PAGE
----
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On top of the $723 million authorised last week, the World Bank stated on Monday that it will provide approximately $200 million in extra and reprogrammed financing to Ukraine's social services for vulnerable individuals.

The funds are part of a $3 billion package of assistance that the World Bank has stated it will provide to Ukraine in the coming months.

President David Malpass of the World Bank said at a virtual event hosted by the Washington Post that the bank hoped to complete the $3 billion package of assistance to help Ukraine meet its needs within six to eight weeks.

The magnitudes are astronomical, according to Malpass. "The economic downturn has hit Ukraine, and the crops in the fields are difficult to harvest." He stated that the Russian military was seeking to cut Ukrainian farmers off from both food and cash.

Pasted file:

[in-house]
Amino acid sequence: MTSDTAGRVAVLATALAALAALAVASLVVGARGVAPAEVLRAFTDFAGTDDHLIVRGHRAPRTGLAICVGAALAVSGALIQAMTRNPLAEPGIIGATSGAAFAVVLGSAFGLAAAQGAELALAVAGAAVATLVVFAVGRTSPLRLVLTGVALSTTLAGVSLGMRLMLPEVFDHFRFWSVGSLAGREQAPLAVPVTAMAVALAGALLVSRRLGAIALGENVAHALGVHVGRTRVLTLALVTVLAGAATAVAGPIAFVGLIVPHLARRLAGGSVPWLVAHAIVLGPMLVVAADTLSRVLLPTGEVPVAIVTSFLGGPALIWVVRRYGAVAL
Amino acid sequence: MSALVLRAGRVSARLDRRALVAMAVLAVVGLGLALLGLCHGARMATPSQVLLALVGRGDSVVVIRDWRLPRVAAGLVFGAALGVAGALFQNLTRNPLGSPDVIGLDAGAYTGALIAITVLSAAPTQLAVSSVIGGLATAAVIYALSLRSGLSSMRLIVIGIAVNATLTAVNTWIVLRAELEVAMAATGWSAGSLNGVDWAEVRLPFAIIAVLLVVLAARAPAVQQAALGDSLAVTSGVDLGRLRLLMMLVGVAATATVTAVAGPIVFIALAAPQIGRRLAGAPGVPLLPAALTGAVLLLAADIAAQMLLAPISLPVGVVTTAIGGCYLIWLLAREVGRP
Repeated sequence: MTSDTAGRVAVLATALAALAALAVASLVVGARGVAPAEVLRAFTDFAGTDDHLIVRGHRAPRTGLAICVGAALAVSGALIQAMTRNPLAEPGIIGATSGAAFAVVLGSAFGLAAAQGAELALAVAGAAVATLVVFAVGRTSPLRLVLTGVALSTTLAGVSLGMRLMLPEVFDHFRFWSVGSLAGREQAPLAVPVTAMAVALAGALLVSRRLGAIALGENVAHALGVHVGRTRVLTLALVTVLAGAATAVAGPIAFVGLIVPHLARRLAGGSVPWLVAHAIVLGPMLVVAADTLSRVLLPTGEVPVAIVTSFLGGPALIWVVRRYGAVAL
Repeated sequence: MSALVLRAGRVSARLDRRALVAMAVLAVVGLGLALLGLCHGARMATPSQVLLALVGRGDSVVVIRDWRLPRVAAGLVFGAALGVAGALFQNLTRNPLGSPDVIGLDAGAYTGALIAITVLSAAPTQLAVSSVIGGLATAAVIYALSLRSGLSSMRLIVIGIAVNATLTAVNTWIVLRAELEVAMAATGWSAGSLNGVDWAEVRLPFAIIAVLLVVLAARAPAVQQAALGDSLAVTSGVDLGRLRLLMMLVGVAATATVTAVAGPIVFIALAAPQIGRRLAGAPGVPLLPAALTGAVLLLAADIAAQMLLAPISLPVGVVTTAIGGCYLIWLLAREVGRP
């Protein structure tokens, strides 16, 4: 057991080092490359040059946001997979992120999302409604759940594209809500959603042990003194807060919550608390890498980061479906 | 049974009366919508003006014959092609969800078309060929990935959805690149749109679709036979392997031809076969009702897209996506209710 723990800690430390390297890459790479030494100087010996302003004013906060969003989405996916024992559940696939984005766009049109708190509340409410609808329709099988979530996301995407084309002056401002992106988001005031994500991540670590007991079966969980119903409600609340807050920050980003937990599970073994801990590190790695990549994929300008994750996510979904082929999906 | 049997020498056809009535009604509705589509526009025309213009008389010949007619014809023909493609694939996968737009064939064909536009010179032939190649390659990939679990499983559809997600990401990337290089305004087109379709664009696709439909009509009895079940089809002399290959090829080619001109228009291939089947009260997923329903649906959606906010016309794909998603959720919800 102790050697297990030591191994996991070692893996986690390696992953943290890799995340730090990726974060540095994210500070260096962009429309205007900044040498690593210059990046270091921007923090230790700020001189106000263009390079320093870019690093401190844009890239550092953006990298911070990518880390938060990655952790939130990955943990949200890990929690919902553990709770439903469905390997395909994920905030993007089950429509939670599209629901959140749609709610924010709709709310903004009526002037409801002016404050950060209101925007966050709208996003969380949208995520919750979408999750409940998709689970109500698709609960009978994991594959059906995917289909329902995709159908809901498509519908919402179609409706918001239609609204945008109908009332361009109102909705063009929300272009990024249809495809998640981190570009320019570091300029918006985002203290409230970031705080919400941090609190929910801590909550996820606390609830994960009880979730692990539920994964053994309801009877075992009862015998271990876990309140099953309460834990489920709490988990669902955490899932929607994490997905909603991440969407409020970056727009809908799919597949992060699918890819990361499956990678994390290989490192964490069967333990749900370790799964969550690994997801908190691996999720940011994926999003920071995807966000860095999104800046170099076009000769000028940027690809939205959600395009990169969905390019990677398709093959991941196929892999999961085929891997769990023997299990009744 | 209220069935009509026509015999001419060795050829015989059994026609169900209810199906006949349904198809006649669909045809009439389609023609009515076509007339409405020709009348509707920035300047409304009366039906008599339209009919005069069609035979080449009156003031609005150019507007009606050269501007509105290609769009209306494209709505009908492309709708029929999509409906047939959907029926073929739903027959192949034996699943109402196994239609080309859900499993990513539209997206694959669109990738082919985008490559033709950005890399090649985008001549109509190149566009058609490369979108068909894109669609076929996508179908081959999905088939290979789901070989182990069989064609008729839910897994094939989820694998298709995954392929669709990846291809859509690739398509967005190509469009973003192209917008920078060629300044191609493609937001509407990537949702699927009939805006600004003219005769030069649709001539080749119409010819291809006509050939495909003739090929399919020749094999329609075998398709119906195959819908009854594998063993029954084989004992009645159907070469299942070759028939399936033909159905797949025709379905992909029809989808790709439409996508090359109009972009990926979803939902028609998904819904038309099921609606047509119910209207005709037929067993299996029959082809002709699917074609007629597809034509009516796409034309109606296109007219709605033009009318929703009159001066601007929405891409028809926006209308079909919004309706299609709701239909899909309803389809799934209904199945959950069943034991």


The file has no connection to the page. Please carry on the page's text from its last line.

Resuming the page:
He described the reconstruction work as "a hard and horrifying operation that's going on virtually day by day," adding that it would include highways, bridges, and other important infrastructure.

He stated, "This amounts to tens of billions of dollars."

As part of the $3 billion package, the bank was moving forward "as much cash as we can" to help Ukraine now, Malpass said, adding that it would also begin developing a pipeline of initiatives to support Ukrainians, some of whom were now living in Poland and abroad.

"Right now, our immediate emphasis is on how we aid the folks who are being attacked."

According to the World Bank, the total amount of help previously granted for Ukraine is roughly $925 million.

Austria had contributed 10 million euros ($11 million) to a World Bank-created multi-donor trust fund to help Ukraine route grant funds from donors. The fund now has a total value of $145 million, according to the bank.